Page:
This natural process is interrupted in people who have borderline personality disorder, typically due to trauma of some kind (usually abuse). As a result, these children never stop splitting other people and either idealize or devalue them. They may swing back and forth very quickly from one side to the next, but they aren't really able to simultaneously integrate the good and bad.

People with borderline personality disorder never learn to regulate their emotions, so they have extremely tumultuous, even destructive relationships with others as they frantically try to get others to help them deal with a world they feel they can’t deal with alone.

You say Andrew has other borderline tendencies, but if splitting is the primary reason you’re using the borderline diagnosis, it might be simpler to move away from that diagnosis. (Borderline personality is an extremely painful disorder for the person who has it, and they often have depression, anxiety, PTSD, and incredibly disruptive behavior patterns, and that’s a lot to try to portray!)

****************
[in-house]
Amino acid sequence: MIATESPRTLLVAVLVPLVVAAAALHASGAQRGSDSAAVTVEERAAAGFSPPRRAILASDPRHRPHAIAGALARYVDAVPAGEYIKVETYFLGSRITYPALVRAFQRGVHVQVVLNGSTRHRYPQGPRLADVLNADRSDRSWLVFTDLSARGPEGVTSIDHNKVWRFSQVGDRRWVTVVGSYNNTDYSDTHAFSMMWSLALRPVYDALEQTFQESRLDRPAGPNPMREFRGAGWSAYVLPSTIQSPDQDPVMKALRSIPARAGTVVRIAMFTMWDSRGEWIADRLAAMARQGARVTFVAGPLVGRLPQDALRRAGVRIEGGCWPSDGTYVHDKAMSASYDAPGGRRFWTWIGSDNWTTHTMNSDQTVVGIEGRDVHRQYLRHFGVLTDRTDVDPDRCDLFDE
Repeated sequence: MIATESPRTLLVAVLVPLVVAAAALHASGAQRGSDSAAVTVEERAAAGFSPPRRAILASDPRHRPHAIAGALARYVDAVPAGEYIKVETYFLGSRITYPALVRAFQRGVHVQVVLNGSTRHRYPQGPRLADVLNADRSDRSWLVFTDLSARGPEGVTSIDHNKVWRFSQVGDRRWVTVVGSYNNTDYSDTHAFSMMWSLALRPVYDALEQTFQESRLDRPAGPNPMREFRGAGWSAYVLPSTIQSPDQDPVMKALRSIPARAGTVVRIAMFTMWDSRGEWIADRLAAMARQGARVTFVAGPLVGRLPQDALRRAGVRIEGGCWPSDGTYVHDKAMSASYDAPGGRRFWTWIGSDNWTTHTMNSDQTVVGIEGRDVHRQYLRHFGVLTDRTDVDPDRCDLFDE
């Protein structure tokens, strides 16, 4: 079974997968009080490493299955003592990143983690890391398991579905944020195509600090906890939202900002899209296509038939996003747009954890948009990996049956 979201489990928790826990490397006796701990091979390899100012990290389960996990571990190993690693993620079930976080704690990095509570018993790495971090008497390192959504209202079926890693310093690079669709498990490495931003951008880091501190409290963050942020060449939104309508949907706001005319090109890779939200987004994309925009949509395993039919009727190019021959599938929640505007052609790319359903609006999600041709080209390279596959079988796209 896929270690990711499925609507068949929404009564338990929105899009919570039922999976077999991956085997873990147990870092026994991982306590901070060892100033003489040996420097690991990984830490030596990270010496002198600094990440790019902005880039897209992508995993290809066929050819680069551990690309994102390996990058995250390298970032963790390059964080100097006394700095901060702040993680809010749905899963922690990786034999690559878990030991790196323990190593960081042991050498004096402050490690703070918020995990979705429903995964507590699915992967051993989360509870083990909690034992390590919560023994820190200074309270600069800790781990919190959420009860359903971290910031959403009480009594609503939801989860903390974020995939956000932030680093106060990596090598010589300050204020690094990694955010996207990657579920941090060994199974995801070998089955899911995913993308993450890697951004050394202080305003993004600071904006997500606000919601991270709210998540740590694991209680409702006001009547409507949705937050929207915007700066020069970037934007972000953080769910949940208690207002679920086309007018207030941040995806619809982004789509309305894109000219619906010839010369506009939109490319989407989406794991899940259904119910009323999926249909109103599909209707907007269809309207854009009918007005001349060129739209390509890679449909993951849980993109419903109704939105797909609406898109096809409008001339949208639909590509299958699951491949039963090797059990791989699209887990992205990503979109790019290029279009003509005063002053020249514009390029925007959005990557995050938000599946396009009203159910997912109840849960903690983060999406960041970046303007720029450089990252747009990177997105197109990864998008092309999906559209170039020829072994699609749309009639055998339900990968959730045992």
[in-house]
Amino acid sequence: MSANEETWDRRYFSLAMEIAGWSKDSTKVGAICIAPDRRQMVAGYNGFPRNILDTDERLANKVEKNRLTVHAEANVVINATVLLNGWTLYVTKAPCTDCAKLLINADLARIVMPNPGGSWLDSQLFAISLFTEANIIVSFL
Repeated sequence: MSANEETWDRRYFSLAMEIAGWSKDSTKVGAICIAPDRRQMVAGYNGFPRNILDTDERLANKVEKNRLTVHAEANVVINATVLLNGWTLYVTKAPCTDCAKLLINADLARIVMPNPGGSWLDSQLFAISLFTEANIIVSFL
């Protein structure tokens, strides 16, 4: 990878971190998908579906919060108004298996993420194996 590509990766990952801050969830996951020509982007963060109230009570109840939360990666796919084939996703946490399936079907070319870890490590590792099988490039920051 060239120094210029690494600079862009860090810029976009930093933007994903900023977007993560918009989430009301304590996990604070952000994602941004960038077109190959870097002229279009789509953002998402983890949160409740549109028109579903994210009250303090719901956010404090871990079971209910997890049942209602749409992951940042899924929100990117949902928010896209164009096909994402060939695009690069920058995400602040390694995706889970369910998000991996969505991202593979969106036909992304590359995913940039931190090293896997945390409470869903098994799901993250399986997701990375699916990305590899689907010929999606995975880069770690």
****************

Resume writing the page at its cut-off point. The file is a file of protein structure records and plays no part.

At the same time, you’re right, it doesn’t sound like Andrew would qualify for dissociative identity disorder (multiple personality disorder). His relationship with his alter ego, Leif, isn’t dissociative enough.

It sounds to me like Andrew has just named a normal ego state and is relating to it in a way that works for him. Which is entirely possible and probably is not in itself diagnosable.

Everyone has multiple ego states. That’s normal. For example, the “you” that goes to Thanksgiving dinner with the in-laws probably acts a little different than the “you” that goes out for a raucous evening on the town with friends. Both parts are you, but they’re different sides or facets of you.

Some people are more aware of these different ego states than others, especially if they play very diverse roles in life. That sounds like the case for Andrew.